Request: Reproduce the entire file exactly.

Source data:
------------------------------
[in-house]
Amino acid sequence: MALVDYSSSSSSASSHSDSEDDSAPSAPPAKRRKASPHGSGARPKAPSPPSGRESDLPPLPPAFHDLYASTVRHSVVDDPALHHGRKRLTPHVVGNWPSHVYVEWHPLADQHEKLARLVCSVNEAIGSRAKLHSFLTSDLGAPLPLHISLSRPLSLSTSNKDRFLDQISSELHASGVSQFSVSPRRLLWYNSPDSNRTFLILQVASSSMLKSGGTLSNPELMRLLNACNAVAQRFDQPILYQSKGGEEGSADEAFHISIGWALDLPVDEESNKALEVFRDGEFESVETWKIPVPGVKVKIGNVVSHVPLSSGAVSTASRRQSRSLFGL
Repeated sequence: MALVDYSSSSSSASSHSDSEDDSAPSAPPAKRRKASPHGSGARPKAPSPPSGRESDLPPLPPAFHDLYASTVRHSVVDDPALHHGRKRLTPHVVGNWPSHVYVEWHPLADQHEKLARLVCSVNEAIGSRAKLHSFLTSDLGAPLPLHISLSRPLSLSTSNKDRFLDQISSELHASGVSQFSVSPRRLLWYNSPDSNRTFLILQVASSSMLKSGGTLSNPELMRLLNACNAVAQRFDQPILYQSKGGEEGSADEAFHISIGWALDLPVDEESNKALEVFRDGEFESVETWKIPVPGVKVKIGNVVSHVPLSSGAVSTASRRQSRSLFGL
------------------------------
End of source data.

[in-house]
Amino acid sequence: MALVDYSSSSSSASSHSDSEDDSAPSAPPAKRRKASPHGSGARPKAPSPPSGRESDLPPLPPAFHDLYASTVRHSVVDDPALHHGRKRLTPHVVGNWPSHVYVEWHPLADQHEKLARLVCSVNEAIGSRAKLHSFLTSDLGAPLPLHISLSRPLSLSTSNKDRFLDQISSELHASGVSQFSVSPRRLLWYNSPDSNRTFLILQVASSSMLKSGGTLSNPELMRLLNACNAVAQRFDQPILYQSKGGEEGSADEAFHISIGWALDLPVDEESNKALEVFRDGEFESVETWKIPVPGVKVKIGNVVSHVPLSSGAVSTASRRQSRSLFGL
Repeated sequence: MALVDYSSSSSSASSHSDSEDDSAPSAPPAKRRKASPHGSGARPKAPSPPSGRESDLPPLPPAFHDLYASTVRHSVVDDPALHHGRKRLTPHVVGNWPSHVYVEWHPLADQHEKLARLVCSVNEAIGSRAKLHSFLTSDLGAPLPLHISLSRPLSLSTSNKDRFLDQISSELHASGVSQFSVSPRRLLWYNSPDSNRTFLILQVASSSMLKSGGTLSNPELMRLLNACNAVAQRFDQPILYQSKGGEEGSADEAFHISIGWALDLPVDEESNKALEVFRDGEFESVETWKIPVPGVKVKIGNVVSHVPLSSGAVSTASRRQSRSLFGL